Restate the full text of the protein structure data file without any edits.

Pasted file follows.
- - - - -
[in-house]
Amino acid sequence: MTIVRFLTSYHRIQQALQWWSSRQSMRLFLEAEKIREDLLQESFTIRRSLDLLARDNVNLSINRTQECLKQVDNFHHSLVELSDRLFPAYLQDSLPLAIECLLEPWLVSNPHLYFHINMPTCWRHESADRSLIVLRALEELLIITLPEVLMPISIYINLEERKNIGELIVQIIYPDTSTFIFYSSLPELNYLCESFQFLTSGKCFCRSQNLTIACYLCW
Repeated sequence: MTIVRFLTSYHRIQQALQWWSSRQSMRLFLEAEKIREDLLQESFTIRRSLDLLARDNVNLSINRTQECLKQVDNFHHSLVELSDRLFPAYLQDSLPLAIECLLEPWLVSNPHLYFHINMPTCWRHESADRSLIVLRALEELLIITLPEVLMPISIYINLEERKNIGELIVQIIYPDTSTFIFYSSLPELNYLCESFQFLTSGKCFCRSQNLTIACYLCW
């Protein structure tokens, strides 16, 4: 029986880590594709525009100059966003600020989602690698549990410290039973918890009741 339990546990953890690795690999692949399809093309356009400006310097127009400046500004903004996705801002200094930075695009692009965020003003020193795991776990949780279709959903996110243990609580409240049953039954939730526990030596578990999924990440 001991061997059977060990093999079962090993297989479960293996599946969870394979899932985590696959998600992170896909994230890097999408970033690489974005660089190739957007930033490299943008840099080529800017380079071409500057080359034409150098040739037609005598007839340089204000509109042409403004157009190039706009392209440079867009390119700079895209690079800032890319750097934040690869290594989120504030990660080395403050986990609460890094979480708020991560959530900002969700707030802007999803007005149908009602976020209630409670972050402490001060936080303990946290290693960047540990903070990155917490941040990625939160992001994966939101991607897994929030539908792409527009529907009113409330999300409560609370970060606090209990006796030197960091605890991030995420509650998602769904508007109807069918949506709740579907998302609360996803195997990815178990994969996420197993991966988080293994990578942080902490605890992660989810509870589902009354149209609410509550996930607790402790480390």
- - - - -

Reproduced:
[in-house]
Amino acid sequence: MTIVRFLTSYHRIQQALQWWSSRQSMRLFLEAEKIREDLLQESFTIRRSLDLLARDNVNLSINRTQECLKQVDNFHHSLVELSDRLFPAYLQDSLPLAIECLLEPWLVSNPHLYFHINMPTCWRHESADRSLIVLRALEELLIITLPEVLMPISIYINLEERKNIGELIVQIIYPDTSTFIFYSSLPELNYLCESFQFLTSGKCFCRSQNLTIACYLCW
Repeated sequence: MTIVRFLTSYHRIQQALQWWSSRQSMRLFLEAEKIREDLLQESFTIRRSLDLLARDNVNLSINRTQECLKQVDNFHHSLVELSDRLFPAYLQDSLPLAIECLLEPWLVSNPHLYFHINMPTCWRHESADRSLIVLRALEELLIITLPEVLMPISIYINLEERKNIGELIVQIIYPDTSTFIFYSSLPELNYLCESFQFLTSGKCFCRSQNLTIACYLCW
């Protein structure tokens, strides 16, 4: 029986880590594709525009100059966003600020989602690698549990410290039973918890009741 339990546990953890690795690999692949399809093309356009400006310097127009400046500004903004996705801002200094930075695009692009965020003003020193795991776990949780279709959903996110243990609580409240049953039954939730526990030596578990999924990440 001991061997059977060990093999079962090993297989479960293996599946969870394979899932985590696959998600992170896909994230890097999408970033690489974005660089190739957007930033490299943008840099080529800017380079071409500057080359034409150098040739037609005598007839340089204000509109042409403004157009190039706009392209440079867009390119700079895209690079800032890319750097934040690869290594989120504030990660080395403050986990609460890094979480708020991560959530900002969700707030802007999803007005149908009602976020209630409670972050402490001060936080303990946290290693960047540990903070990155917490941040990625939160992001994966939101991607897994929030539908792409527009529907009113409330999300409560609370970060606090209990006796030197960091605890991030995420509650998602769904508007109807069918949506709740579907998302609360996803195997990815178990994969996420197993991966988080293994990578942080902490605890992660989810509870589902009354149209609410509550996930607790402790480390």